2. Mount Hamilton, Santa Clara County
Height: 4,209 feet • Hike Distance: 0.2 miles • Elevation Gain: 0 feet

Mount Hamilton is only 25 miles dead east of downtown San Jose, but the hour-plus drive up winding Highway 130 makes it feel incredibly remote. It’s composed of three major summits: Copernicus Peak, the Bay’s second highest, at 4,360 feet; Kepler Peak; and a third summit (and the only one that’s publicly accessible), Observatory Peak.

The foothills on the way to the summit are speckled with expansive ranch-style homes that become less numerous the farther I drive. As San Jose disappears behind me, the residential streets turn rural, and then I’m on the final 20 minutes of switchbacks up to Lick Observatory, which serves the University of California’s astronomy programs. The road I’m taking was built in the 1870s in anticipation of the observatory’s construction.

Observatory Peak’s summit is basically the parking lot. I soak up the sights in the warming sunlight. The white domes that house the observatory’s biggest telescopes are visible from the Peninsula, all the way across the bay; at night, the Nickel telescope searches for evidence of extraterrestrial life (no luck so far). From the parking lot, I eye the two taller summits, Copernicus and Kepler. Looking out, I can see Borel Hill, where I was at dawn. I turn north toward my next stop, Rose Peak, with the sinking knowledge that the first real test is just around the corner.

3. Rose Peak, Alameda County
Height: 3,817 feet Hike Distance: 19.6 miles • Elevation Gain: 5,080 feet

Situated just northeast of the Calaveras Reservoir in the Ohlone Regional Wilderness, Rose Peak is in one of the Bay Area’s rare no-man’s-lands. No roads go anywhere near the top. In fact, Rose Peak is so remote that the near-20-mile trail passes through two separate wilderness areas on the way to the summit (which is technically the second-highest point in the county, behind the privately owned Discovery Peak). To make it through this hike with enough time to spare, my friend Mark and I decided, with a logic that is now coming back to bite me, to run the beast. I know it is going to be painful, but I don’t understand just how painful. Mark meets me in the parking lot, having scoped out the trail a couple weeks prior. “You have to log in and out of a little notebook to let the rangers know if you’re going to the top,” he says, “so they can come find you if you don’t make it back.”

We start strong at around 11 a.m. on some of the most perfect trails I’ve ever been on. We wind our way through grazing cattle herds, hopping now and then across creeks that spill over bends in our path. Mark, who’s training for a Grand Canyon Rim to Rim to Rim, can climb all day without breaking stride. I, on the other hand, know I’m in trouble by mile three. With every step my legs are losing power. As Mark zips ahead, I keep faking a need to stop and take pictures. I resign myself to the pain, hoping that sheer desperation will get me to the summit and back.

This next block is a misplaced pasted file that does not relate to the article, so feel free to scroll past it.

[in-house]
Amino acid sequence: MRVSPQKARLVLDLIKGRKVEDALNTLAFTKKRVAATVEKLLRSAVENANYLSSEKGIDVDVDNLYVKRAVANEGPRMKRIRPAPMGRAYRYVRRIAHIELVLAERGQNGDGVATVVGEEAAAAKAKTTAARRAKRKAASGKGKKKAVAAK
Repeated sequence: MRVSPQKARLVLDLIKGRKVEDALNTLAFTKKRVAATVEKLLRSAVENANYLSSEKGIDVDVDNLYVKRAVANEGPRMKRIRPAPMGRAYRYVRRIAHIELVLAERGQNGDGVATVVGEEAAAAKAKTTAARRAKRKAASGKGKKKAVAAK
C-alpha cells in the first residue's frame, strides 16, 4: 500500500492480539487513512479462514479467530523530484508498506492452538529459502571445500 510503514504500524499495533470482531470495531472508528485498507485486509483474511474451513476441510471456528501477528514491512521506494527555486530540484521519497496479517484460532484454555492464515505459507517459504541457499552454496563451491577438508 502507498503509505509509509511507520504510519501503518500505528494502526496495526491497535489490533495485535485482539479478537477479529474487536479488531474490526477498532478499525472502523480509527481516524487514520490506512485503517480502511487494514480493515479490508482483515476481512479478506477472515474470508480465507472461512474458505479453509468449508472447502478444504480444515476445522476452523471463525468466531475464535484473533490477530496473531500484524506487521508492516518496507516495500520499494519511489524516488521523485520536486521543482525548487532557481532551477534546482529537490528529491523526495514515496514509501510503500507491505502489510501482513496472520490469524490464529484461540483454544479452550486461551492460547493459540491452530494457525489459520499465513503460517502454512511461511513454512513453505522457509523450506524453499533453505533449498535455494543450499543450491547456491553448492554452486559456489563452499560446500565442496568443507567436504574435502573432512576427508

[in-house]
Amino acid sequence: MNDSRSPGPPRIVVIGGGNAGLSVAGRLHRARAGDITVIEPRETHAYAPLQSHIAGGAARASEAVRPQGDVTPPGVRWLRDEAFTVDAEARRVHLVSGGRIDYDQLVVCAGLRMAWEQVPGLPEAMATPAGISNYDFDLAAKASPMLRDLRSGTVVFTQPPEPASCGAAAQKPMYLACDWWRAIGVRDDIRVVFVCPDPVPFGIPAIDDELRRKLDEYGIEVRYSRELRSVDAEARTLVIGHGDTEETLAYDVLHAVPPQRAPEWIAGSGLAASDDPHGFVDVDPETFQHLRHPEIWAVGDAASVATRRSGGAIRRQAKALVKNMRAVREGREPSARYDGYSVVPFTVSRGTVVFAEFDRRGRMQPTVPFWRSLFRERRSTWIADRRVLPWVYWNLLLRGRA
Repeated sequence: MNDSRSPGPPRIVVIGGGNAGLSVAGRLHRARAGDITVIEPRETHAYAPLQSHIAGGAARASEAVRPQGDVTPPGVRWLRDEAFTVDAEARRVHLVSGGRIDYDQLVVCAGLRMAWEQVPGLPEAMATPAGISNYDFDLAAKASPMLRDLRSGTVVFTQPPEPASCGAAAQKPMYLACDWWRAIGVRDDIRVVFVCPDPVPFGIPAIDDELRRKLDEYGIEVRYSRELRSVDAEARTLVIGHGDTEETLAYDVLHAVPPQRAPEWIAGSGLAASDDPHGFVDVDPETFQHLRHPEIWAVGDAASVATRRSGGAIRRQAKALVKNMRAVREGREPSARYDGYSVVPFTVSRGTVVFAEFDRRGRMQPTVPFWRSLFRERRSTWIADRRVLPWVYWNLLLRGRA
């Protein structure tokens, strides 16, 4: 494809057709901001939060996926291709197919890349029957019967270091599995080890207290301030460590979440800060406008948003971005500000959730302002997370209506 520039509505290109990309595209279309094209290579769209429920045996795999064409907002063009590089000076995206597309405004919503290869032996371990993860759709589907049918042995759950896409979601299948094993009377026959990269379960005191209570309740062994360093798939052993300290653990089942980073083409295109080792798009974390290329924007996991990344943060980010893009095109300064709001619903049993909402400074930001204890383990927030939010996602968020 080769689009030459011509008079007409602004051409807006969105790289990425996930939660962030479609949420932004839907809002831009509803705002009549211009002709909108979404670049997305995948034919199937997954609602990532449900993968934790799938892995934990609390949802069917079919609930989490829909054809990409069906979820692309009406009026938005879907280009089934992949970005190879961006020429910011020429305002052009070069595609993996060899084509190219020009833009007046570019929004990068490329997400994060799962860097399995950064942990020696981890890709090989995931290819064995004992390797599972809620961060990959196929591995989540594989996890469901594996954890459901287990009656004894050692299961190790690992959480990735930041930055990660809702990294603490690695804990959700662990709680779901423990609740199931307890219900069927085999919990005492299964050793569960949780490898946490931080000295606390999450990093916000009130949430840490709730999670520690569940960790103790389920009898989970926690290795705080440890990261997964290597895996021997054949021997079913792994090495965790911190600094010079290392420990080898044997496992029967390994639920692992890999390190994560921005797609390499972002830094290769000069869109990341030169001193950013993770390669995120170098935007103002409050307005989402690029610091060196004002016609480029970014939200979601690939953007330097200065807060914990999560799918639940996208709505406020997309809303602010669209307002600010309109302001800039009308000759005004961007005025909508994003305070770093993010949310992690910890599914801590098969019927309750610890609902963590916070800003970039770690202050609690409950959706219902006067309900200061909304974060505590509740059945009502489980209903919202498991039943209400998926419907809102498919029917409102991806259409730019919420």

After all that hurting, the summit is, in a word, underwhelming. There’s not even a marker—just a rocky pile of dirt with a few trees surrounding the opening of the trail. The view, though, is breathtaking. Many of the familiar landmarks jump out—the bridges and San Francisco’s skyline to the west, Mount Hamilton to the south—but what’s most striking is how very alone we are. We haven’t seen a single person since our first mile. A more rested individual might appreciate getting to hog this view, but I just want to get home and collapse.

On the return run, my back and shoulders ache, I’m running out of water, and I...can’t pick my feet up. By the last mile, we’ve cleared all the uphill sections and I finally let gravity take over. I must look like James Franco in 127 Hours. Mark lets me know that our four-hour, 19-minute run time is slower than when he went alone. I’m just glad to have survived. It’s a tick past 3 p.m. With plenty of daylight left, I turn my car north to the final peak of the day: Mount Diablo State Park.

4. Mount Diablo, Contra Costa County
Height: 3,849 feet • Hike Distance: 0 miles • Elevation Gain: 19 feet

On a clear day, from the top of Mount Diablo you can catch a glimpse of Yosemite’s Sentinel Dome. Hikers with an afternoon to spare can wend their way up and around the mountain on innumerable trails that rise along lush green hills and dip through forested canyons. But today, I’m toast. I’m driving straight to the top. I get to the gate around 4:30 p.m. and pay the $10 entrance fee. A friendly but stern park ranger warns that if I’m not out by sunset, they’ll lock me in. The parking lot at the summit is nearly empty. It’s only about 15 stairsteps to the lookout area, but after clocking close to 22 miles, I want to be carried. The sun is beginning to droop over the San Francisco skyline, the Golden Gate Bridge glowing orange. As dusk falls, I trudge back down the stairs, praying that those rangers haven’t locked the gates. They haven’t: The quest continues